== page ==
The green wall-mounted phone rang from the kitchen about 20 minutes before eight that morning. "Jordan's is on fire," said Pat Harrison, my city editor at the then Daily Times.
So many questions came to mind. How long has it been on fire? How bad is it? What's my deadline?
At the time I was 23-years-old working at my first full-time post-college job as a reporter. Although I had moved to Carbondale for college and spent the summer in Wisconsin for an internship, Ottawa was my hometown and I was convinced I was only back long enough to be on my way to somewhere else.
A few minutes after I hung up the phone, I drove my red Chevrolet Cavalier across Veterans Memorial Bridge. The parking lot where I had worked the TCBY booth during Riverfest about six years prior was crowded with fire trucks and emergency personnel from throughout the Illinois Valley. White hoses crossed the wet pavement, creating an obstacle course. My notebook flipped open, I made note of the various departments represented — Ottawa, Grand Ridge, Utica …
Firefighters were walking around, tired and soot covered from battling the blaze since the early morning hours. One fireman from La Salle needed to make a phone call. I offered my bag phone, purchased years ago from Big Boyz Toyz after I had passed Tammy Zywicki's abandoned white Pontiac near the Utica exit on Interstate 80 on my way to class at IVCC.
Walking to the office, I ran into my uncle Donny Hartshorn standing on Main Street. He had left his insurance office down the street to watch the fire that had expanded to stores neighboring Jordan Hardware.
One building had housed Taco Bell at the time. However, I remembered it as River Front Video where both my mom, Denise Barr, and my grandma, Donna Hartshorn, would ask customers if they wanted to rent VHS or Beta.
Nearby was the old location for Smitty's Bike Shop, where I had picked out my blue three-speed bike for one of my early double-digit birthdays. Down the block was Russell's Tap where I had been happy to find my fake ID useful during my college years. And on the corner was Walgreens where I would take film to be developed. As I talked with my uncle, I began to realize the block I had known for two decades was forever changed that morning.
Writing my story on deadline, I remember using the phrase "bins of bolts and buckets of memories" to describe Jordan's, as it was known locally. I can remember shopping there with my grandpa, George Hartshorn. He must have been working on a project and I tagged along as he picked up some hardware in a small brown bag. That afternoon as I stood on the wood floor and watched him look through the rows of various sizes of nails, nuts and bolts I can remember the summer sun shining in through the river-facing window, dust motes dancing in the light. Of course I had been in the hardware store many times, but something about that moment has stuck with me throughout the years.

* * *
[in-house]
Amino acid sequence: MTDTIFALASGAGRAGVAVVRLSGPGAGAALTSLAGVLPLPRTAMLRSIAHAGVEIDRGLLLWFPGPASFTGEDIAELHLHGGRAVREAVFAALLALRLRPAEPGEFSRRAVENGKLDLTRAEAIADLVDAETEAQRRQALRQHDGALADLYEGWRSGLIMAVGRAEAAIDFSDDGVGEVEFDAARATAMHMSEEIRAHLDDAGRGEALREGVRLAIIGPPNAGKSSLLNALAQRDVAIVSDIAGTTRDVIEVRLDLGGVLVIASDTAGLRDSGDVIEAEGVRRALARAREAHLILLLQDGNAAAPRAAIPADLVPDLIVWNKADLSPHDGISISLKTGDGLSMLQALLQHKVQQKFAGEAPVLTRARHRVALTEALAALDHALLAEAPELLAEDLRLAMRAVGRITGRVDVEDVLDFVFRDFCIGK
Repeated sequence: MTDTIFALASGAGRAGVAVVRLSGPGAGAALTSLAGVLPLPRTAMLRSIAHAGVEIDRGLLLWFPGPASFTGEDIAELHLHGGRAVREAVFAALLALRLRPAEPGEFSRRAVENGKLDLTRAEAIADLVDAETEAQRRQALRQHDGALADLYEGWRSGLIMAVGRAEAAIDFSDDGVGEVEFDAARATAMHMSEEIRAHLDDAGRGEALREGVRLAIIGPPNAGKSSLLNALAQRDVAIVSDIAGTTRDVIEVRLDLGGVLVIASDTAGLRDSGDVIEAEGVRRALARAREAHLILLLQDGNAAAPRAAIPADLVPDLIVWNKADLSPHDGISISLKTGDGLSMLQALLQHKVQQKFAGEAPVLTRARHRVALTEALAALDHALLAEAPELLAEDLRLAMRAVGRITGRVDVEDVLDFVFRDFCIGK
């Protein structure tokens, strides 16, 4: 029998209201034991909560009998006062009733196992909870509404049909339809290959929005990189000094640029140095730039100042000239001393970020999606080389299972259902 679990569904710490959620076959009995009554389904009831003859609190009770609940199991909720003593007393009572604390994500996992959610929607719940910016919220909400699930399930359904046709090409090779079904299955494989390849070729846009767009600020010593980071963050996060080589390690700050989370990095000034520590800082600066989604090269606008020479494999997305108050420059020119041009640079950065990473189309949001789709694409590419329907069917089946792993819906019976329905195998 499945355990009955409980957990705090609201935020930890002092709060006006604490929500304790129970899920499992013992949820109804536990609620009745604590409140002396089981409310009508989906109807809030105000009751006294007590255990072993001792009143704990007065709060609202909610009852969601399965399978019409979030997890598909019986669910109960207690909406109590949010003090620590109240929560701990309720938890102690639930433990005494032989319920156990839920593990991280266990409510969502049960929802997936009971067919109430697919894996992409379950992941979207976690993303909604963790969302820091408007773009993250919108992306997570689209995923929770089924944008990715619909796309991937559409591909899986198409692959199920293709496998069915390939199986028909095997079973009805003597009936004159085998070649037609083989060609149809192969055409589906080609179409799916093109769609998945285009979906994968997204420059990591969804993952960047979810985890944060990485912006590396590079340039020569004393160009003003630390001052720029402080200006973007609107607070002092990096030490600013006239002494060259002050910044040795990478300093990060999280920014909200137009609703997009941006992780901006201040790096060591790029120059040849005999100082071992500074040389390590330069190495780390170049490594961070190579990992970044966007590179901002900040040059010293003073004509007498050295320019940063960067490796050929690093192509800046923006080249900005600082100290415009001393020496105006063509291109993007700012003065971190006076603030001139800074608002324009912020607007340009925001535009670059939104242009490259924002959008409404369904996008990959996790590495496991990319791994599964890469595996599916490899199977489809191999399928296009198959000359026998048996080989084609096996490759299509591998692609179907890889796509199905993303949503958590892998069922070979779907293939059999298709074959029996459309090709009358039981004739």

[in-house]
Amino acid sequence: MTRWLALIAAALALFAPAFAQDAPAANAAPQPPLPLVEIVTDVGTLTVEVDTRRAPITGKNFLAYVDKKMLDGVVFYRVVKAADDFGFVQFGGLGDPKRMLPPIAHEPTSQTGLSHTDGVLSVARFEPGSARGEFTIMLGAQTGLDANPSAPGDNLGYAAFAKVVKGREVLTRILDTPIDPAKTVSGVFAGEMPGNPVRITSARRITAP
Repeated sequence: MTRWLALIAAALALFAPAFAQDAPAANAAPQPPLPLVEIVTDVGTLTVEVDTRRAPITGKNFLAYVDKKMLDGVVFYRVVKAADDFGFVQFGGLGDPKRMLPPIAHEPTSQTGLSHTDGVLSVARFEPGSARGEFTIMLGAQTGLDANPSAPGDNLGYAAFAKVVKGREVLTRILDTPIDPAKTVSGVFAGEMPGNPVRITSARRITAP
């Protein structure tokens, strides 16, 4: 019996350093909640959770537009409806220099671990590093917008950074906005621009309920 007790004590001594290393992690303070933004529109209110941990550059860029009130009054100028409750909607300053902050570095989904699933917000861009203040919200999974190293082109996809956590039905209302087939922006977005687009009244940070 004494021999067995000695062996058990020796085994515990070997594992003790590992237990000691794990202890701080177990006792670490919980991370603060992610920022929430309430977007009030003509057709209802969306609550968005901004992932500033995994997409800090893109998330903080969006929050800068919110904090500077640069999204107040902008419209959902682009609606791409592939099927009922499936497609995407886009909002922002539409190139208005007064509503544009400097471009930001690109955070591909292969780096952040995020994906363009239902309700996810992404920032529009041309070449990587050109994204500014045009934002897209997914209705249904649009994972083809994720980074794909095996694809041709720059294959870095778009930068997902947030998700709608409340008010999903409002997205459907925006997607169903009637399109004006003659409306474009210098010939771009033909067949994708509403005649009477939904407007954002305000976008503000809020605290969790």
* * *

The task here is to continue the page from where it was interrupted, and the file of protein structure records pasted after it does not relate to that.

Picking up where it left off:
The newsroom was buzzing that morning. Everyone pitched in to create what went on to be award-winning spot news coverage. Of course the cub reporter in me was excited to be a part of a big news event. However, the rest of me was heartbroken for the people who lost their businesses. Twenty years later and more than a dozen years as a business owner myself, I have gained a new perspective on the loss one must feel when the business you have put so much of yourself into is ravaged by fire. When the structurally-compromised buildings were brought down with a wrecking ball, people gathered on the south courthouse lawn to watch. Yet the ruins remained for years, with the hole left by the former Jordan Hardware building hid behind wooden privacy fencing painted to promote both Ottawa and Marquette high schools.
After moving back to Ottawa I ended up living in the old Odd Fellow's bar room, above the former Book Store on the corner of Court and Main streets where my great-grandma Bertha Hartshorn sold me penny candy after school in junior high. My windows overlooked what has come to be known as the Jordan block. It seemed strange to me that I had moved on to two other newspapers, lived out of state for three years, ended up coming back home and yet the rubble could be seen from my kitchen windows. I had an aerial view as the block was transformed into the green space where I now occasionally walk my dog Lou. A small part of the tiled entryway to Russell's Tap can be found between the concrete sidewalk and the grass lawn.
The block seems small to me now. It's hard to envision space for all of the buildings that stood at the confluence of two rivers 20 years ago. Yet, stranger still, is the notion of answering a corded telephone without caller ID and the uncertainty of who will be on the other end of the line when you say hello.
- ANNETTE BARR is a part-time photographer and former reporter at The Times newspaper. As a cub reporter, she was the first at the scene of the Jordan Hardware fire to cover the event.